Descendants of Thomas Jefferson and descendants of his slave Sally Hemings pose for a group shot at his plantation Saturday, May 15, 1999, for the first time in 170 years during the Monticello Association's Annual meeting Saturday, May 15, 1999, in Charlottesville, Va. (AP Photo/Leslie Close)

Quick Hit(s): Why Sally Hemings Was not Thomas Jefferson’s “Mistress”

In the week following the news from Monticello that archaeologists had unearthed Sally Hemings’ bedroom, the internet has exploded with one important reminder: Sally Hemings was not Thomas Jefferson’s mistress.

Hemings had six children by Jefferson. Yet she was not Thomas Jefferson’s mistress because she was his slave, and as his slave she was treated by him, and the entire system in which they lived, as property. Someone without legal status as a human, subject to constant violent coercion, cannot consent to sex. Enslaved women who bore white men’s children, and especially the children of their owners, were not “mistresses” or “lovers”: they were victims of rape.

It’s an important discussion not only for retaining a clear-eyed vision of the racist foundations of American history—more important now, with professed white nationalists in the White House, than ever. It’s also an important discussion in recognizing the nature of consent, and the racialized sexual violence Black women experienced throughout slavery and continue to experience today.

The debate started when both NBC and, a couple months previously, The Washington Post, tweeted headlines referring to Hemings as a mistress. (They’ve both since revised their headlines.)

Following the headlines, several writers penned critiques of the underlying logic.

Britni Danielle, at The Washington Post, situates the use of the word “mistress” as part of the same trend toward whitewashing histories of slavery, comparing it to textbooks’ dubbing of slaves as “workers” or Bill O’Reilly arguing that the slaves who built the White House were “well-fed”:

That same sanitization of history happened again with the Hemings news. On Twitter, some users defended the “mistress” label, suggesting, essentially, that Jefferson and his slave may have truly loved each other. One person even went so far as to wonder whether “Hemings’s exalted wisdom and beauty compelled Jefferson’s love” and whether “she was perhaps not a victim but an agent of change?”

Jefferson could have forced Hemings into a sexual relationship no matter what she wanted, though. And it’s impossible to know what Hemings thought of Jefferson. As with many enslaved people, her thoughts, feelings and emotions were not documented. According to, there are only four known descriptions of the woman who first came to Jefferson’s plantation as a baby on the hip of her mother, Elizabeth Hemings, whom Jefferson also owned.

Anthony Smith makes similar points at Mic.

Meanwhile, Michael Harriot at The Root challenges us to grapple with the racist evils at the foundation of the United States, asking why there has not been a sustained project of reconciliation for slavery:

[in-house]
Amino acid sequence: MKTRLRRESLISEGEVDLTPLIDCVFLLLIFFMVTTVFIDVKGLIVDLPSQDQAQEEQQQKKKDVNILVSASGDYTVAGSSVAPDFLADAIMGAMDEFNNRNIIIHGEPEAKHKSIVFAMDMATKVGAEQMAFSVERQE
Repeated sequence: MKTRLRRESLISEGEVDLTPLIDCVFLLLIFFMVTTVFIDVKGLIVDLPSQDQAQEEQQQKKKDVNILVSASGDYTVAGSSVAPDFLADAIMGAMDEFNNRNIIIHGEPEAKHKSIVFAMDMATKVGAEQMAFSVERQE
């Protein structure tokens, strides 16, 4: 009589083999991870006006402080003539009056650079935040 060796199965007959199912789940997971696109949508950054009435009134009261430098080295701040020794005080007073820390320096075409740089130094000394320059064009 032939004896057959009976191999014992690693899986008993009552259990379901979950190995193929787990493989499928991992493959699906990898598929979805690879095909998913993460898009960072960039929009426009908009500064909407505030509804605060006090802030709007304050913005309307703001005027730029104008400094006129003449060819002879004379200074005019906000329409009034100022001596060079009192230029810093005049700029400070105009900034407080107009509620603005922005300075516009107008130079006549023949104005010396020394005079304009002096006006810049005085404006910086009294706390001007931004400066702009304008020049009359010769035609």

There isn’t a second of any day that Germany isn’t trying to make up for the genocide it committed during the Third Reich. It caters its laws to that goal. It teaches that history to every person who comes through its borders. In Germany, minimizing those atrocities is a crime.

Like Germany, America participated in a holocaust. Unlike Germany’s, it didn’t last for a few years, or even a decade—it lasted for generations. It is not just a chapter in this country’s past—it is America’s foundation. Let’s be clear: The only reason America is the richest, most dominant economic superpower on the planet is that it was jump-started with 200 years of free labor.

Whenever we speak of America, we should honor that. Our Founding Fathers were intellectual giants who created a democracy out of thin air, and it is still going strong today. They were revolutionary thinkers and the framers of almost every liberty we enjoy. I would not be able to write this article without them.

But they were rapists, too.

The question raised here is, of course, an old one, and one that is near-impossible to answer in clear terms: How do we contend with the history and current reality of a nation built on anti-Black and anti-indigenous (as well as racialized anti-woman) violence?

What do we make of the “great men” who embody everything we despise?

What and how do we remember unspeakable violence?

I don’t have the answers, but here’s one thing I—and the writers above—know for sure: Healing history means confronting it, not glossing it over. And it means calling violence against Black women by its name, not romanticizing it to cover up an evil system.

Cover photo: Descendants of Sally Hemings and Thomas Jefferson

Reina Gattuso is passionate about empowering conversations around queerness, sexual ethics, and social movements with equal parts rhapsody and sass. Her writing has appeared at Time, Bitch, attn:, and The Washington Post. She is currently pursuing her masters.

Reina Gattuso writes about her sex life for the good of human kind.

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